Aging Society - Rethinking and Redesigning Retirement
Keywords: demography; older population; rights; labor relations; health; healthcare; pension system; silver economy; communication; inclusion; media literacy; ICT; education; architecture;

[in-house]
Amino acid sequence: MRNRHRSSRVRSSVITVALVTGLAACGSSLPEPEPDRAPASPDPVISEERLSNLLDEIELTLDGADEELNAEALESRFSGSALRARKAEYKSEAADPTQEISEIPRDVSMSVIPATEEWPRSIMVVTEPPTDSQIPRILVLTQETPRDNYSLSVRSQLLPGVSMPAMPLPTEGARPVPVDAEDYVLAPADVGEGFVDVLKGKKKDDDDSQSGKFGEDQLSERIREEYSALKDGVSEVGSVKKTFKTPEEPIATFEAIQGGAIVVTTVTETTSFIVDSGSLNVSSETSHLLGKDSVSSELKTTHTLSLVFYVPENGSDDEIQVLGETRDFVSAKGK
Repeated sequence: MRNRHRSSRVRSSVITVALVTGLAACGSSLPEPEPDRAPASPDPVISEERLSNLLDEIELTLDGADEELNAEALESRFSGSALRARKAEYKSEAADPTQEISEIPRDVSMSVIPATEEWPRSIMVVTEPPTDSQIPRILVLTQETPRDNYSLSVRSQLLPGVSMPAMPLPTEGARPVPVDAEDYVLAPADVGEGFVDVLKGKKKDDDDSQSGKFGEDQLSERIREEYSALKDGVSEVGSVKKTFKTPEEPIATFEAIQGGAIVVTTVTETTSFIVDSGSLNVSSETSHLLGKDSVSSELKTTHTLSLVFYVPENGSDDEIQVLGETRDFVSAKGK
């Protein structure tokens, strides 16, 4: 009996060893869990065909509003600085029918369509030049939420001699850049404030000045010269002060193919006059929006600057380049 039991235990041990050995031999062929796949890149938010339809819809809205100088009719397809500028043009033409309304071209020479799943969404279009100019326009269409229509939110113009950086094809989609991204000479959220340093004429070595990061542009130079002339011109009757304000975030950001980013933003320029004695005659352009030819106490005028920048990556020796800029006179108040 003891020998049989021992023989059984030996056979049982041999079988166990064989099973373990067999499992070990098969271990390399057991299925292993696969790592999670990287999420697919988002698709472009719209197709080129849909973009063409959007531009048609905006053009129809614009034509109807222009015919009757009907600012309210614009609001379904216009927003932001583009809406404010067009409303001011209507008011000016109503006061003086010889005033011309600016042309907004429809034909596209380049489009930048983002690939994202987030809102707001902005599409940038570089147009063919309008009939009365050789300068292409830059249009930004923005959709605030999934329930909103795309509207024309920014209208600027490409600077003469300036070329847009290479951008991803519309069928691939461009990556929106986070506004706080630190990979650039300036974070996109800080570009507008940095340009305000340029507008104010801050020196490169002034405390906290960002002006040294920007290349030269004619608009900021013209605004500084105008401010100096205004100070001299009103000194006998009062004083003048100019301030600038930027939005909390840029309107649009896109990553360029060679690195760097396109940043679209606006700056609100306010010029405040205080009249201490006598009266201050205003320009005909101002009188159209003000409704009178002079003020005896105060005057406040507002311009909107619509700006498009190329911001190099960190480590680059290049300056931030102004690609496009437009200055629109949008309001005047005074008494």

The “Silver Tsunami” is here! According to various relevant sources such as the UN Population Division, the WHO, and the ILO, population across the world is getting older. By 2050, there will be more than 20% of the world’s population aged 65 years and over. Statistics for the European Union reveal the same - the age structure of the European population is expected to change significantly over the next decades and by 2060, the share of people aged 65 and above will increase from 18% to 30% compared to now, while the share of people aged above 80 will more than double. Thus, in addition to notions such as “Silver Tsunami”, “Age Wave”, and the like, it is not surprising that the European Union has launched a notion “Silver Economy” related to economic activities of the population aged 50 and over and their impact on various sectors of the national economy. This negative demographic transition, i.e. population aging, has shown four very distinctive features: unprecedented, pervasiveness, endurance and profound implications on human life in general. On a more personal level, what we are witnessing today as a trend, we will experience first-hand in the decades to come. Yet, times are changing. An aging population is becoming a reality that is surrounded by various myths when it comes to older people as workers or as consumers. The fact is that people today live longer and healthier lives, which requires a shift in perception of age when it comes to supply and demand sides of economics. It also holds true from the perspective of other disciplines. This, in turn, opens a new frontier in academic, practical and policy thinking about rethinking aging and redesigning retirement. This multidisciplinary edited book “The Aging Society: Rethinking and Redesigning Retirement” is one attempt not to be swept away by the “Silver Tsunami” tide. The content of the chapters reveals the multifaceted and highly complex issue of aging which brought together researchers from various fields. Aging has been initially dominant in medical research since it is primarily a physiological process, yet it has proven to be a social transformation with numerous repercussions calling for researchers from economics, communication, law and others to join the scientific discussion. The authors in this edition have tried to shed light on the potential of aging research by drawing attention to various topics such as aging as a normal process, concept and measurement of the quality of life of the elderly, financial challenges and retirement literacy of the older population, specific bioethical issues, silver architecture for seniors, protection of the rights and safety of older people in transport, social entrepreneurship and franchising, collaborative economy, an age-specific ICT use gap, media literacy and communication. The book has gathered authors from Josip Juraj Strossmayer University of Osijek – Faculty of Economics in Osijek, Faculty of Law, Faculty of Medicine Osijek / Clinical Hospital Center Osijek and Faculty of Civil Engineering and Architecture Osijek, as well as Faculty of Economics and Business Zagreb (University of Zagreb), Virovitica College, Croatian Education and Teacher Training Agency, University of Information Science and Technology, “St. Paul the Apostle” (Macedonia), Beykoz University, Vocational School at Department of Social Sciences (Turkey), Nisantasi University, Vocational School at Department of Logistics (Turkey), and Warsaw School of Economics (Poland). Such institutional diversity is a signal that the issue of aging is a universally attractive research topic that easily transcends disciplinary and national boundaries. As editors of this book, we feel obliged to applaud our authors for making a research effort and scientific contribution in the advent of the global COVID-19 pandemic crisis. Our gratitude is extended to our reviewers who have been affirmative towards the content and style of this work. The publication of this book will be a permanent reminder of strength, diligence, creativity and resilience of academic scholars as individuals and universities as institutions in times challenging us on both a personal and a professional level.